19 March 2011

Half-off overload - let's not kill a good thing please

No one can say that Groupon hasn't been a wildly successful venture and as a Chicago-based company I'm super happy for them and it sheds more light on some of the great, creative thinking that comes out of our region.

Of course, where there's huge success follows all the copycats and knock-offs.

One could argue that Groupon already was a knock-off from restaurant.com or from a lot of local, extremely local radio stations who used to run the 50-70% off gift certificate programs on Saturday mornings and that would be fair.  In fact, anyone who has bought an Entertainment book in the last 20+ years knows that deals can be found everywhere.

But nothing has taken a foothold more quickly than Groupon.  Beyond the billions of dollars being thrown at them from Google and others, they probably get a VC offer once a week that could be enough money to feed Haiti for 5 years or longer.

They've definitely had their missteps and this past week at SXSW one of their clients (Uber) decided to air some of those grievances on a panel.  Interestingly enough there were several Groupon staffers in the audience who took exception to this and addressed some of the issues, in fact, admitting that they've likely grown faster than their operations can handle.

However the latest issues I've noticed aren't with Groupon itself.  It's with the hyper-aggressive sales forces that Groupon, Living Social, Yelp, OpenTable and soon to be Facebook, etc. have been hiring.  They are out in huge numbers as commissioned sales folks tend to be.  As admitted at the SXSW panel, in fact, the sales model and volumes are growing faster than they can grow the operations side which is causing major issues.

My biggest fear though is that there are businesses who really like this idea and are jumping on board left and right.  Good for consumers, however, when these businesses sign deals with ALL of the services as a user/consumer/target I'm getting multiple deals, frequently within a two day period for the same store/restaurant/service.  From a marketing plan stance, this isn't very smart and I'm realizing that the "sellers" aren't figuring this out and trying to control it.  It's a runaway boulder running down the hill.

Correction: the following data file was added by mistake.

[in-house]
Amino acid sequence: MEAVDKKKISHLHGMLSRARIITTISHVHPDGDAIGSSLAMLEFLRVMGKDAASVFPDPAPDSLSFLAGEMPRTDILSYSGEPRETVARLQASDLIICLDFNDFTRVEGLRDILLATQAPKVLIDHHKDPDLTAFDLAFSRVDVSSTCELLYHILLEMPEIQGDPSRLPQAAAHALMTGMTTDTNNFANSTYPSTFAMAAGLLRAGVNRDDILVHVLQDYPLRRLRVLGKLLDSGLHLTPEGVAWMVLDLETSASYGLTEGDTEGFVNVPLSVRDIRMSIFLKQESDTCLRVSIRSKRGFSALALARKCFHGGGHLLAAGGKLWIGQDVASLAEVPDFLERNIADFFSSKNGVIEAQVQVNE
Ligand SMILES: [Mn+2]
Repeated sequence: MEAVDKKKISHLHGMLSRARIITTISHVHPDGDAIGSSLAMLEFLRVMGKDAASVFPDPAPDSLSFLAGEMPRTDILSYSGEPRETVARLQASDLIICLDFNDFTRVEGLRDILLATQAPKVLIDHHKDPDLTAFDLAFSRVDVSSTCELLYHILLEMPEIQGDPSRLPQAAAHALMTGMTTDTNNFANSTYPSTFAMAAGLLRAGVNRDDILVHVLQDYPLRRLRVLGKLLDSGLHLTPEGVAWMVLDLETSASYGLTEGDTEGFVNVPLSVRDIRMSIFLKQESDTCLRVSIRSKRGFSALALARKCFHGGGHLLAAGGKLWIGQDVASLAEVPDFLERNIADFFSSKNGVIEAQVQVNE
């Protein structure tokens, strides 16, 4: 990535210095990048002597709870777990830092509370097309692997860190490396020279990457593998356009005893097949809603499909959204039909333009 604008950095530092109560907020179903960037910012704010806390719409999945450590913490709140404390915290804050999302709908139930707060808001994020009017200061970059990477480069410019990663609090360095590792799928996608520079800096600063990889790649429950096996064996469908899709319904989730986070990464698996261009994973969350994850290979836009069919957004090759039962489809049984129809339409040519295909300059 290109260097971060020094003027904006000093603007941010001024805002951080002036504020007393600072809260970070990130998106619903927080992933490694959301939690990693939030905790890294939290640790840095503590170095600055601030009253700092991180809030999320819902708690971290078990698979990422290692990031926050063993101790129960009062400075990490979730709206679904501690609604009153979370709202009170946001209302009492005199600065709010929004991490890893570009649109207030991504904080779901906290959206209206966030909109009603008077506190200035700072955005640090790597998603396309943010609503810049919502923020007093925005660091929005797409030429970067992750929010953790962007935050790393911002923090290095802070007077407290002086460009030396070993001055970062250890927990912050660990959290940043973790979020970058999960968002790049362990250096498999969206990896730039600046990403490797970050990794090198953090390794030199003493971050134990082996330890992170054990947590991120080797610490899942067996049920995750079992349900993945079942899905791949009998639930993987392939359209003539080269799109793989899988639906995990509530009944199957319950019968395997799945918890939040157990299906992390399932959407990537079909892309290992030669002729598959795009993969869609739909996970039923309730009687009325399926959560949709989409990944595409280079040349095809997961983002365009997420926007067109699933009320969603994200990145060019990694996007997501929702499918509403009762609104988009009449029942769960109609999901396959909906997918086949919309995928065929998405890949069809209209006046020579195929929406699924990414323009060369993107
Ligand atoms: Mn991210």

Not only are the deals coming in successive days, they frequently aren't the same, most likely driven by the revenue share/service fee model for each company.  Again, as an end user this is sending a mixed message to me.  So I can get $50 of food for $25 today, but tomorrow I can only get $30 for $15??  Sure, EITHER option is nice during this economy but it starts cheapening the offer and muddying the message that the "seller" likely wants to its patrons both existing and new.

So what set me off on this rant?  Two specific events:
  • The fact that I got an offer for Botox treatments (same vendor) from Groupon and Living Social a day apart.  I guess at almost 45, I'm becoming the target market but it irritated me enough and,
  • One of our favorite restaurants, Claddagh having multiple different deals across THREE of these sites within 4 days.  Upon cashing one of these in the waiter humorously said "Well, I see we have a Groupon deal here".  I can't imagine the glut of these that the staffs are seeing.  Again, it's a good thing as it drives business but it could also be a bad thing for staff who might get screwed on tips by those cheap-asses out there.
So where does this leave us?  I'm not sure but given that the various services will not work together like an online publisher to space out the offers across the various networks (they are in competition and won't play nice) I think it's really important for businesses drinking the Kool-Aid to manage their own marketing plans AS WELL AS trying out only ONE of the services first to see the revenue/operating profit impact on their business.

Deep discounts are great for foot traffic but with 2000 50% off coupons sold on Groupon and 1500 40% off on Living Social and so on, any decent level of conversion could hit a business hard in the pocketbook until the true level of repeat triers can be validated.  Meaning, the Groupon got them in the door the first time, do they come back without a Groupon the next time OR were all the Groupons already bought by existing customers?  If you cannabilize your existing revenue stream without a fairly decent uptick in NEW revenue it's ultimately a bad deal.  See Navy Pier issue from December 2010.

Usually it's buyer beware, but this time around I truly feel it's seller beware!

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